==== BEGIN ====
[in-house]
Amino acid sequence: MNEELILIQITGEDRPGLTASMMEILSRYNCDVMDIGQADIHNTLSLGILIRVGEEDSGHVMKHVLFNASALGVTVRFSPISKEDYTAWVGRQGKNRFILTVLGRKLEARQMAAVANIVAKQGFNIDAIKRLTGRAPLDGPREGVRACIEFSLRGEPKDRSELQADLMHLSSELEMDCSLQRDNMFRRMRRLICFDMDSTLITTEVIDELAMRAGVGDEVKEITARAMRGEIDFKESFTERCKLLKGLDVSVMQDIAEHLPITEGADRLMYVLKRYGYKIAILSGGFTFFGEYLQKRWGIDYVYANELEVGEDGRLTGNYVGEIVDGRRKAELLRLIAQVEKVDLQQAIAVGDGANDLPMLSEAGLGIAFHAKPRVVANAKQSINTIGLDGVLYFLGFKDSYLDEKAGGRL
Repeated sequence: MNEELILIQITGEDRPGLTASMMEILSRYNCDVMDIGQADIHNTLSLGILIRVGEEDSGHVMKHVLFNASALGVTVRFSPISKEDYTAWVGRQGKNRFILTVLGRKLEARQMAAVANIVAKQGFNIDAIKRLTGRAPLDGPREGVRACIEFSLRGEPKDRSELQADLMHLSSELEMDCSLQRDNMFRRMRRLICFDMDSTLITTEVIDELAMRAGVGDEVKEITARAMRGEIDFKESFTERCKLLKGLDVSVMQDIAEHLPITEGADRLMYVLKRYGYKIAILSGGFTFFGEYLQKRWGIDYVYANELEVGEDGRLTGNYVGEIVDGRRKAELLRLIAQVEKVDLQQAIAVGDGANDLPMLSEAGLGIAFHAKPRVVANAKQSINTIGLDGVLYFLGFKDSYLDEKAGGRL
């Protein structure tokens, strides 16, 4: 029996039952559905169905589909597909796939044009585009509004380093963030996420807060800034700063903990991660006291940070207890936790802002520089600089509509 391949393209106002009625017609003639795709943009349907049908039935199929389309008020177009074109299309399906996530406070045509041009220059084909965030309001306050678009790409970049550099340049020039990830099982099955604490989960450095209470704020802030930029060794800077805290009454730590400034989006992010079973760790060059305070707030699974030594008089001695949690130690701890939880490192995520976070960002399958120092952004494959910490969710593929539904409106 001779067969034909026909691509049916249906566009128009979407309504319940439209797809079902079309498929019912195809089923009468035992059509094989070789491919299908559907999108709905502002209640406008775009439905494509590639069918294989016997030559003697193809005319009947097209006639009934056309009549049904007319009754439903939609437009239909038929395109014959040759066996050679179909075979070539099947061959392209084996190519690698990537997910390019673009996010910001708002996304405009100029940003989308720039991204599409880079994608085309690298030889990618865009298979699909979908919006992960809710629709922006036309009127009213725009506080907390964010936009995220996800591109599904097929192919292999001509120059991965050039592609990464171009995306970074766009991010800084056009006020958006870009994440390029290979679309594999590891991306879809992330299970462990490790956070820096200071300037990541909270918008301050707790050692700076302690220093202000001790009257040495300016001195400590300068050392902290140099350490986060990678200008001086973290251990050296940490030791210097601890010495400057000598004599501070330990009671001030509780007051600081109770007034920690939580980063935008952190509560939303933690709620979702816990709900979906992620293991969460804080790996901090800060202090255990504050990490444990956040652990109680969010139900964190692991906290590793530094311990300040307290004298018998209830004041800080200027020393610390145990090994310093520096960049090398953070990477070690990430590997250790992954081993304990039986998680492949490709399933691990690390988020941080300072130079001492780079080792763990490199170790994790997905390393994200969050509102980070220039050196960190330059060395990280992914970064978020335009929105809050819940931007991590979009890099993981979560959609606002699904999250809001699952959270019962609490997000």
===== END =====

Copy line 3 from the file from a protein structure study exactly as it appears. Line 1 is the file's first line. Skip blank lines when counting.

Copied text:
Repeated sequence: MNEELILIQITGEDRPGLTASMMEILSRYNCDVMDIGQADIHNTLSLGILIRVGEEDSGHVMKHVLFNASALGVTVRFSPISKEDYTAWVGRQGKNRFILTVLGRKLEARQMAAVANIVAKQGFNIDAIKRLTGRAPLDGPREGVRACIEFSLRGEPKDRSELQADLMHLSSELEMDCSLQRDNMFRRMRRLICFDMDSTLITTEVIDELAMRAGVGDEVKEITARAMRGEIDFKESFTERCKLLKGLDVSVMQDIAEHLPITEGADRLMYVLKRYGYKIAILSGGFTFFGEYLQKRWGIDYVYANELEVGEDGRLTGNYVGEIVDGRRKAELLRLIAQVEKVDLQQAIAVGDGANDLPMLSEAGLGIAFHAKPRVVANAKQSINTIGLDGVLYFLGFKDSYLDEKAGGRL